The Observer carries a moving report of the delegation from the Iraqi Teachers Union which is currently in the UK as guests of the NASUWT. One says: We have no choice. We have to carry on living, we have to go out. These extremists want to stop life and the best thing to them is to stop us going to school and teaching the children. But if they stop that then everything will collapse. Teacher Mohamed Seed Hatem said the situation today ‘was still better than it was. A bloody dictatorship has gone.’
Zainab Naji of the Institute For War and Peace Reporting surveys different views of the Surge (Dave Spector).
TUC General Secretary Brendan Barber has condemned three examples of barbarous terrorism against the trade union movement in Iraq.
Writing personally to the General Secretary of the Iraqi GFIW, Rasem Al-Awady, he said:
Trade unionism is founded on the principle that an injury to one is an injury to all, and I have no doubt that, contrary to their intentions, the actions of these terrorists will only redouble the commitment of Iraqi trade unionists, and the solidarity of trade unionists around the world for your struggles.’
The TUC, which is part of the International Trade Union Confederation (ITUC) and is running a TUC Aid for Iraq Appeal to deliver assistance to the Iraqi trade union movement, spoke out in response to three terrorist attacks on the trade union movement on Wednesday 31 January.
Brother Khalil Ibrahim Al-Mashhadani, Vice-President of the General Federation of Iraqi Workers (GFIW) as well as General Secretary of the Arab Federation of Building and Wood Workers, was injured in a bomb attack. He has been hospitalised and is said to be stable.
Dr. Adnan Al-Abed , legal counsellor to the GFIW and Professor of Law at Al-Nahrain University was found murdered together with two of his colleagues, three days after the three professors were kidnapped by armed militants in front of the faculty of law. Doctor Al-Abed was known as one of the most prominent experts on labour matters in Iraq, and a principal supporter of the Iraqi labour movement. His last work was a revision of the ILO-sponsored draft labour law for Iraq.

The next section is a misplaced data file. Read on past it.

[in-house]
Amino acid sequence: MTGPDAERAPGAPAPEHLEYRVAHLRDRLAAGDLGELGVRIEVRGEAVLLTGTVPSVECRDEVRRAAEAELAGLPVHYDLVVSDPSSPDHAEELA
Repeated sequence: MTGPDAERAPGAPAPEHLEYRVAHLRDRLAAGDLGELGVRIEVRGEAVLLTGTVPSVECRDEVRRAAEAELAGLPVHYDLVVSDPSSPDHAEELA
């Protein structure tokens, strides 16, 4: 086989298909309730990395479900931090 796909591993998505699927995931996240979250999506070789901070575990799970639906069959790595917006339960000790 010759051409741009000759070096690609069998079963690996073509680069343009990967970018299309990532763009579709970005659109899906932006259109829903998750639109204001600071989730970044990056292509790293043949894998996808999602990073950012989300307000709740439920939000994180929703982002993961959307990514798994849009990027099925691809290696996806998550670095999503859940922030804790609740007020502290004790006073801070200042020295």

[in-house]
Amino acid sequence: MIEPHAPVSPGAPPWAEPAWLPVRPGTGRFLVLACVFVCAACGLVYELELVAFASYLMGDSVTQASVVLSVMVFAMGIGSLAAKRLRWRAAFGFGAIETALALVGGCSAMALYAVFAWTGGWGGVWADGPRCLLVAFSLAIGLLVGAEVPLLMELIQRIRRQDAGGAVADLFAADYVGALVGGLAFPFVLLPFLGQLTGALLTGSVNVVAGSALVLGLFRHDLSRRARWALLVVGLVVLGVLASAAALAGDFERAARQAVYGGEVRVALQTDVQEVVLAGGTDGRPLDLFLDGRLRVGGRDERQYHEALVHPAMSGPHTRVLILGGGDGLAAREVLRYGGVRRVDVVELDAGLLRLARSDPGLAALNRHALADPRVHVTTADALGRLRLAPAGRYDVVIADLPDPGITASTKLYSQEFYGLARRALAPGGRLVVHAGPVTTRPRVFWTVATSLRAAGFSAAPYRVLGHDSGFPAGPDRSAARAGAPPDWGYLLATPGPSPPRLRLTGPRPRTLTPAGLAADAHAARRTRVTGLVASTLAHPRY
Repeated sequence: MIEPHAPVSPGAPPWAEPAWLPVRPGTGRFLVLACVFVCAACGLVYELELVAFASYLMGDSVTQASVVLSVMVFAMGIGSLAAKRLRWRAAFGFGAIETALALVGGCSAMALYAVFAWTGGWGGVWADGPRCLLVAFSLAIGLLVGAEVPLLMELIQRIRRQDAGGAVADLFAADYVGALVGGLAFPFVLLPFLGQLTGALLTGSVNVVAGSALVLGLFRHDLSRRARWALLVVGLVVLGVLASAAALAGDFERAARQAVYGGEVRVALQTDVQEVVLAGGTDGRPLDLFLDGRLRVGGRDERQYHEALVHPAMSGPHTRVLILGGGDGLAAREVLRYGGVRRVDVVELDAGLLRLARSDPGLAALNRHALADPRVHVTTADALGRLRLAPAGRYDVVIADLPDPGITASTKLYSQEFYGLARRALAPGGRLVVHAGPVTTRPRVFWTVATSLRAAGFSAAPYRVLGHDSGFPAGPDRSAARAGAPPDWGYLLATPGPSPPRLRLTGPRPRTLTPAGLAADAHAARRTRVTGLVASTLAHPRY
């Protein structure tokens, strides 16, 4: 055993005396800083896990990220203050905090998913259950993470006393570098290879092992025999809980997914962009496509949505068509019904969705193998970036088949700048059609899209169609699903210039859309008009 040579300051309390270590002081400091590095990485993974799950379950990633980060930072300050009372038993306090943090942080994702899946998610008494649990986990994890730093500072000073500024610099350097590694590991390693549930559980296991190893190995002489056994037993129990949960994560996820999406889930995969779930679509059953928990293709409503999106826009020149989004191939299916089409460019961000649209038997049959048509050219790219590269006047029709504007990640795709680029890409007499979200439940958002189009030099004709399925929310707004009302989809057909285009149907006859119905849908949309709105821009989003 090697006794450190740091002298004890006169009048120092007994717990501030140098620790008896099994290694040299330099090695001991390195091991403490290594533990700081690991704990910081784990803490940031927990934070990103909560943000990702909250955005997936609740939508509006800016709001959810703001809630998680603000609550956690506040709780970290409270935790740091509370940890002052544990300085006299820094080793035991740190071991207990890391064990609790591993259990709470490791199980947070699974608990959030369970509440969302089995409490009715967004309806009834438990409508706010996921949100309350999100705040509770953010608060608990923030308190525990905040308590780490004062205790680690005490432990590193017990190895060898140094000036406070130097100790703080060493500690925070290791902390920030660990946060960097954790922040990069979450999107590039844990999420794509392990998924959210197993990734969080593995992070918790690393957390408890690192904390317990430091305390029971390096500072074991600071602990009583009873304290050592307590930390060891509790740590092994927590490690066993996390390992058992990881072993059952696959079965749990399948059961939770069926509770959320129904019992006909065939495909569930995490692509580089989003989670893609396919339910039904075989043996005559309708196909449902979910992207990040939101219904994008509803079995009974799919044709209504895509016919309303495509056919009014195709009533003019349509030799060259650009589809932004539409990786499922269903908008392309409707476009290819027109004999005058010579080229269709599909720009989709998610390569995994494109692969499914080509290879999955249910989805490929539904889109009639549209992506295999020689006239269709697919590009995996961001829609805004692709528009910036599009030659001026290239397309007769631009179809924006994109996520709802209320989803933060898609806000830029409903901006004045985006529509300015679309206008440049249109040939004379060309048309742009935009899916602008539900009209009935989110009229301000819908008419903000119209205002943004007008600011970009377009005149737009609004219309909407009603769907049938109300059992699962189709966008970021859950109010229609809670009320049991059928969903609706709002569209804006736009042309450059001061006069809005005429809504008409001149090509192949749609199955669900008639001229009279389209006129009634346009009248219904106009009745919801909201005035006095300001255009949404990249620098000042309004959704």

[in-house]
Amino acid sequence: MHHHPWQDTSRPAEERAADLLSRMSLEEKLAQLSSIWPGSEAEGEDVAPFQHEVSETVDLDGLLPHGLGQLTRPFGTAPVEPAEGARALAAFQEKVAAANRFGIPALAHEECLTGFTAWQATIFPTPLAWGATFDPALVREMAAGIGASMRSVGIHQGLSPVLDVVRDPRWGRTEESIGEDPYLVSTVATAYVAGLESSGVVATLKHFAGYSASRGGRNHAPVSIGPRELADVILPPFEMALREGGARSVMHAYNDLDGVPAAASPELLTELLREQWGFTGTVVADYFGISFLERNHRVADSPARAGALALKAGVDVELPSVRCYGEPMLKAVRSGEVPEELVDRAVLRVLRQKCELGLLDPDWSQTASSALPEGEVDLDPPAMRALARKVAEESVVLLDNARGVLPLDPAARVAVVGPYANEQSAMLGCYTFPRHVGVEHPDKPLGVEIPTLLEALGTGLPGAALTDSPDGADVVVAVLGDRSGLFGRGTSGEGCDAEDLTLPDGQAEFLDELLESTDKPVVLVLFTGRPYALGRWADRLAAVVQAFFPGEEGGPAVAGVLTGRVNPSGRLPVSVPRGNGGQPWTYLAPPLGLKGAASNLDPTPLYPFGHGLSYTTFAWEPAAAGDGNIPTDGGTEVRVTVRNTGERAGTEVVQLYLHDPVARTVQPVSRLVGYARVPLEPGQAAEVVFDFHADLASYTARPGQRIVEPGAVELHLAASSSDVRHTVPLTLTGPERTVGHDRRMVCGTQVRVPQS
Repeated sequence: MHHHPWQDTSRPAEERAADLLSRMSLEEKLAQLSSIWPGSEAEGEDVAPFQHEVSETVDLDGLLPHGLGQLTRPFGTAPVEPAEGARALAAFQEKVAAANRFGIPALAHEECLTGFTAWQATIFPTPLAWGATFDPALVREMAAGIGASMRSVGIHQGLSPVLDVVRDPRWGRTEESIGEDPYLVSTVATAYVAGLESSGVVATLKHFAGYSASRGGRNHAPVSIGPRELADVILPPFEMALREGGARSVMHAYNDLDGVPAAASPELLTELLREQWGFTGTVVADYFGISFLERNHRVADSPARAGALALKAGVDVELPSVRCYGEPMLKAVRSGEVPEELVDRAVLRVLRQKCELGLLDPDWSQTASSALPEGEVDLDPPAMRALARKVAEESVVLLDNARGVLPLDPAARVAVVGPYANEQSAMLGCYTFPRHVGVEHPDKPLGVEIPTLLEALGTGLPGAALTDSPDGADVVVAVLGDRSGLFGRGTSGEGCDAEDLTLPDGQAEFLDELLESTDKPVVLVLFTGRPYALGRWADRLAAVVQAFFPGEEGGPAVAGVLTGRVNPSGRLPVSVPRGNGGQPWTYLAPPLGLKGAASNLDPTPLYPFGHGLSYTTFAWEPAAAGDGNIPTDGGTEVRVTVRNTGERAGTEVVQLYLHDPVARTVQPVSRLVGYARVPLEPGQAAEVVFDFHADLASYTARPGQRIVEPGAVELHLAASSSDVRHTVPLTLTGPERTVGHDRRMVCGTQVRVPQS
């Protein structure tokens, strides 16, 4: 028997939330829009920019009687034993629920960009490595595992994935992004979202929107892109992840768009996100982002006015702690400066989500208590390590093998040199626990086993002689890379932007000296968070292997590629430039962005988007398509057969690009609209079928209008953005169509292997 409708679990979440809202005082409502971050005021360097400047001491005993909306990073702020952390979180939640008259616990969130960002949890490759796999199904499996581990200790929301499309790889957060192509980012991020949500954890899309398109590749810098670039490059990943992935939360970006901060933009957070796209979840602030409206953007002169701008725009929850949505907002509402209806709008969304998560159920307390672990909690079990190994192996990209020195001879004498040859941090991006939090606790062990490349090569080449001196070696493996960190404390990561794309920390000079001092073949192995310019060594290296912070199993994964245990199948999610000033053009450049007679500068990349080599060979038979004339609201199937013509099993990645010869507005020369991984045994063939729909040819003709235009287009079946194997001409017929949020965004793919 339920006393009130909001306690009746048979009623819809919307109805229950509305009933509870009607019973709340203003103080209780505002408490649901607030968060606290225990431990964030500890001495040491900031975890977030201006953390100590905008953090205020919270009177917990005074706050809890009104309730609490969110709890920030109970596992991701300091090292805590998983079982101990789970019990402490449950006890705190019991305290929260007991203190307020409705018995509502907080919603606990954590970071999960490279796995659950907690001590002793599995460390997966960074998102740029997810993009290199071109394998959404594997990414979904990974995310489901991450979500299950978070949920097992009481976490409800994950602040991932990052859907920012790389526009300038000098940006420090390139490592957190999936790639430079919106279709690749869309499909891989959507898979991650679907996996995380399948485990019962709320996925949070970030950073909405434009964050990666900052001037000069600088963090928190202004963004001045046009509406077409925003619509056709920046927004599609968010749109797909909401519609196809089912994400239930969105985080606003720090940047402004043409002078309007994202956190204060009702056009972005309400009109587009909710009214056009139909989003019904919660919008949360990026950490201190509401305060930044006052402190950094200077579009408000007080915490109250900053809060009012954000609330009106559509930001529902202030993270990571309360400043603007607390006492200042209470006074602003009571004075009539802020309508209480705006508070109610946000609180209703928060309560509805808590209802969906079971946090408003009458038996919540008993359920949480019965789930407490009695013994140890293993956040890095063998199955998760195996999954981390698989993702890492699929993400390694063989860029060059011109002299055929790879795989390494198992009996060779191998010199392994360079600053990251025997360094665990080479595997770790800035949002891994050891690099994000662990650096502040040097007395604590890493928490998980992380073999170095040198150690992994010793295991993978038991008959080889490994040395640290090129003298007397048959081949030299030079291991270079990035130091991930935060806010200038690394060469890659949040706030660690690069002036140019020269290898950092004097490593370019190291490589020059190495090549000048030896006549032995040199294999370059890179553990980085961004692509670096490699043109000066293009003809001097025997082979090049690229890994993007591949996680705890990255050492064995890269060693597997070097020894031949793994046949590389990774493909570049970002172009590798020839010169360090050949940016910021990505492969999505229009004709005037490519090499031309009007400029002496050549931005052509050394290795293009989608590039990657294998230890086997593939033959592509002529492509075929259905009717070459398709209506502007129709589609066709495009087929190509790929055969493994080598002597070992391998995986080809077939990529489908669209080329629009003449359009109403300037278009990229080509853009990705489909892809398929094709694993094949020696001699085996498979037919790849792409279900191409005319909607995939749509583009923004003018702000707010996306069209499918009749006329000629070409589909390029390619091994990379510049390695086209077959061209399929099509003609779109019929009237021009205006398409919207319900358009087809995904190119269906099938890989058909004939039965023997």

A car bomb targeted the building of the GFIW’s branch in the Nineveh governorate on the same morning, resulting in the injury of many workers and trade unionists.
The GFIW’s Executive Bureau issued a declaration which concluded with the following resilient statement (translated into English by the ITUC Amman Office from the Arabic):
‘The terrorist acts, the annihilation of trade unionists, the destruction and occupation of trade union offices, the freezing of the trade union movement’s assets and the putting of obstacles in our way will only increase our resolve to build an independent, democratic trade union movement that is free of government and party hegemony.’
The TUC is concerned that terrorists in Iraq are increasingly targeting trade unionists, both officials and ordinary members, in their attempt to crush a secular, non-sectarian and democratic force in Iraq.
Salam Ali is interviewed on the Iraqi Communist view of the current situation. He says, for instance, the following on the presence of foreign troops: A national consensus is emerging in Iraq, among the major political forces, that there should be a clearly defined objective timetable for a speedy withdrawal of the occupying forces, linked to rebuilding the Iraqi armed forces. Up to now, Bush has adamantly refused to be committed to such a timetable, obviously preferring an open-ended military presence and occupation. While an immediate withdrawal is widely seen by Iraqis as not feasible, it is increasingly not acceptable to have an open-ended foreign military presence, especially with the evident responsibility of the Americans for certain aspects of the deteriorating security situation.